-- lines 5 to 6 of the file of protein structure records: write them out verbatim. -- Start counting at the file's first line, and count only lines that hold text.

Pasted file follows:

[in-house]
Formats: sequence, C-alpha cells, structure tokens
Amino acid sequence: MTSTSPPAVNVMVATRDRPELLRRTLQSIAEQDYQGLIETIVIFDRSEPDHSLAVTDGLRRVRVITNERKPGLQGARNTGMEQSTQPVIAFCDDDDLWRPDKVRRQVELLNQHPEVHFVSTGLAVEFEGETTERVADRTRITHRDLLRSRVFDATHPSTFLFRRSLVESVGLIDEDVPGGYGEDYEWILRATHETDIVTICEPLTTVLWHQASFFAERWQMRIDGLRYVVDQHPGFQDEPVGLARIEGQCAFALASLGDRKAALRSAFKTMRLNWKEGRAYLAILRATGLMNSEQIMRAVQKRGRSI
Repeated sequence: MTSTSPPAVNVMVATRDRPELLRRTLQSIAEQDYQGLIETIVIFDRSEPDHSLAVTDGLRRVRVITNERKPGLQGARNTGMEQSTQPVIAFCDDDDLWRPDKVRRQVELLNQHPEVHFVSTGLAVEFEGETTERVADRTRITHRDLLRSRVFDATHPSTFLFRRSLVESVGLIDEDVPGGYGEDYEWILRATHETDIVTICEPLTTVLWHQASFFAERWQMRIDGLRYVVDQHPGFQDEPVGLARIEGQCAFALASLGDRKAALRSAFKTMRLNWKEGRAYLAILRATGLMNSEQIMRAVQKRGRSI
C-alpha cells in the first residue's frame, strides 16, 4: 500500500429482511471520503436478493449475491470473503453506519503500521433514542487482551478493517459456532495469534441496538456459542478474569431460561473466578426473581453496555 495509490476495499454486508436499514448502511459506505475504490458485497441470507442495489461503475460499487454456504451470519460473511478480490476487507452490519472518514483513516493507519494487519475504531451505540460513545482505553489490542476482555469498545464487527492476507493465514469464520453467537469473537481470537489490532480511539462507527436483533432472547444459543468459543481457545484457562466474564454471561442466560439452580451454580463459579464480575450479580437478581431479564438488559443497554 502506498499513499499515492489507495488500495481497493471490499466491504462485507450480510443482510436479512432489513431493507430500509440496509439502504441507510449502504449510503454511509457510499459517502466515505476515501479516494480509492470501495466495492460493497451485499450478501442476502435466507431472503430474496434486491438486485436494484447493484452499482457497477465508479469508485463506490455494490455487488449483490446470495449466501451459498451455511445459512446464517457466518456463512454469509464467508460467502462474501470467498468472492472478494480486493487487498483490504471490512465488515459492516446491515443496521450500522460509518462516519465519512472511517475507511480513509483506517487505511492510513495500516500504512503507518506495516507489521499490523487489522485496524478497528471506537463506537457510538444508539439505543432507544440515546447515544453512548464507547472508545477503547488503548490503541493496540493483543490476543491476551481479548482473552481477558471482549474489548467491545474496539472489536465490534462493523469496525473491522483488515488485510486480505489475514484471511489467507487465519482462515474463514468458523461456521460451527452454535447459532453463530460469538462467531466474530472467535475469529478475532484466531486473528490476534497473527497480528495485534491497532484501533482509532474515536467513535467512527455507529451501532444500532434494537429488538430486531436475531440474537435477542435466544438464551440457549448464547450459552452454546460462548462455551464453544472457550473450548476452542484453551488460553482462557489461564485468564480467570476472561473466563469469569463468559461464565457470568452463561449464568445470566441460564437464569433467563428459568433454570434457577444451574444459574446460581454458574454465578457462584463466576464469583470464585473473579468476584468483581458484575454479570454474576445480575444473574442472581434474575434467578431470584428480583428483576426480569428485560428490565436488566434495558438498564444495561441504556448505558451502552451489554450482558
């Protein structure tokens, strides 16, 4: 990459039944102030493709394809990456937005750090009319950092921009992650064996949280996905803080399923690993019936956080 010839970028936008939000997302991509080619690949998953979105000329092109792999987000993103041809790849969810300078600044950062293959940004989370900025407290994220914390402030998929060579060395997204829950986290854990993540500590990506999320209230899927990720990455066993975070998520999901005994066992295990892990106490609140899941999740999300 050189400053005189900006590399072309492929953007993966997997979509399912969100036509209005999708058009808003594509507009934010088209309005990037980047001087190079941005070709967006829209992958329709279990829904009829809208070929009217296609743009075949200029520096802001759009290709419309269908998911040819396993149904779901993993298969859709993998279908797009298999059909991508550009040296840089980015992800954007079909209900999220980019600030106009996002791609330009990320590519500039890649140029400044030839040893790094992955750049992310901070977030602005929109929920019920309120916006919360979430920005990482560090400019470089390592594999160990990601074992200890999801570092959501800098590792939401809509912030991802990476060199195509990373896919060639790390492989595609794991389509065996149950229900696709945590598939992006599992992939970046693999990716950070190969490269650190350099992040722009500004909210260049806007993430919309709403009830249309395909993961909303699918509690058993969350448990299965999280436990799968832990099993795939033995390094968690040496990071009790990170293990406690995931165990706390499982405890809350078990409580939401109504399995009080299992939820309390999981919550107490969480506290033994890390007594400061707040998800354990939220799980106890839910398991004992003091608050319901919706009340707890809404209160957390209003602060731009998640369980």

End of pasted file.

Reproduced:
C-alpha cells in the first residue's frame, strides 16, 4: 500500500429482511471520503436478493449475491470473503453506519503500521433514542487482551478493517459456532495469534441496538456459542478474569431460561473466578426473581453496555 495509490476495499454486508436499514448502511459506505475504490458485497441470507442495489461503475460499487454456504451470519460473511478480490476487507452490519472518514483513516493507519494487519475504531451505540460513545482505553489490542476482555469498545464487527492476507493465514469464520453467537469473537481470537489490532480511539462507527436483533432472547444459543468459543481457545484457562466474564454471561442466560439452580451454580463459579464480575450479580437478581431479564438488559443497554 502506498499513499499515492489507495488500495481497493471490499466491504462485507450480510443482510436479512432489513431493507430500509440496509439502504441507510449502504449510503454511509457510499459517502466515505476515501479516494480509492470501495466495492460493497451485499450478501442476502435466507431472503430474496434486491438486485436494484447493484452499482457497477465508479469508485463506490455494490455487488449483490446470495449466501451459498451455511445459512446464517457466518456463512454469509464467508460467502462474501470467498468472492472478494480486493487487498483490504471490512465488515459492516446491515443496521450500522460509518462516519465519512472511517475507511480513509483506517487505511492510513495500516500504512503507518506495516507489521499490523487489522485496524478497528471506537463506537457510538444508539439505543432507544440515546447515544453512548464507547472508545477503547488503548490503541493496540493483543490476543491476551481479548482473552481477558471482549474489548467491545474496539472489536465490534462493523469496525473491522483488515488485510486480505489475514484471511489467507487465519482462515474463514468458523461456521460451527452454535447459532453463530460469538462467531466474530472467535475469529478475532484466531486473528490476534497473527497480528495485534491497532484501533482509532474515536467513535467512527455507529451501532444500532434494537429488538430486531436475531440474537435477542435466544438464551440457549448464547450459552452454546460462548462455551464453544472457550473450548476452542484453551488460553482462557489461564485468564480467570476472561473466563469469569463468559461464565457470568452463561449464568445470566441460564437464569433467563428459568433454570434457577444451574444459574446460581454458574454465578457462584463466576464469583470464585473473579468476584468483581458484575454479570454474576445480575444473574442472581434474575434467578431470584428480583428483576426480569428485560428490565436488566434495558438498564444495561441504556448505558451502552451489554450482558
């Protein structure tokens, strides 16, 4: 990459039944102030493709394809990456937005750090009319950092921009992650064996949280996905803080399923690993019936956080 010839970028936008939000997302991509080619690949998953979105000329092109792999987000993103041809790849969810300078600044950062293959940004989370900025407290994220914390402030998929060579060395997204829950986290854990993540500590990506999320209230899927990720990455066993975070998520999901005994066992295990892990106490609140899941999740999300 050189400053005189900006590399072309492929953007993966997997979509399912969100036509209005999708058009808003594509507009934010088209309005990037980047001087190079941005070709967006829209992958329709279990829904009829809208070929009217296609743009075949200029520096802001759009290709419309269908998911040819396993149904779901993993298969859709993998279908797009298999059909991508550009040296840089980015992800954007079909209900999220980019600030106009996002791609330009990320590519500039890649140029400044030839040893790094992955750049992310901070977030602005929109929920019920309120916006919360979430920005990482560090400019470089390592594999160990990601074992200890999801570092959501800098590792939401809509912030991802990476060199195509990373896919060639790390492989595609794991389509065996149950229900696709945590598939992006599992992939970046693999990716950070190969490269650190350099992040722009500004909210260049806007993430919309709403009830249309395909993961909303699918509690058993969350448990299965999280436990799968832990099993795939033995390094968690040496990071009790990170293990406690995931165990706390499982405890809350078990409580939401109504399995009080299992939820309390999981919550107490969480506290033994890390007594400061707040998800354990939220799980106890839910398991004992003091608050319901919706009340707890809404209160957390209003602060731009998640369980």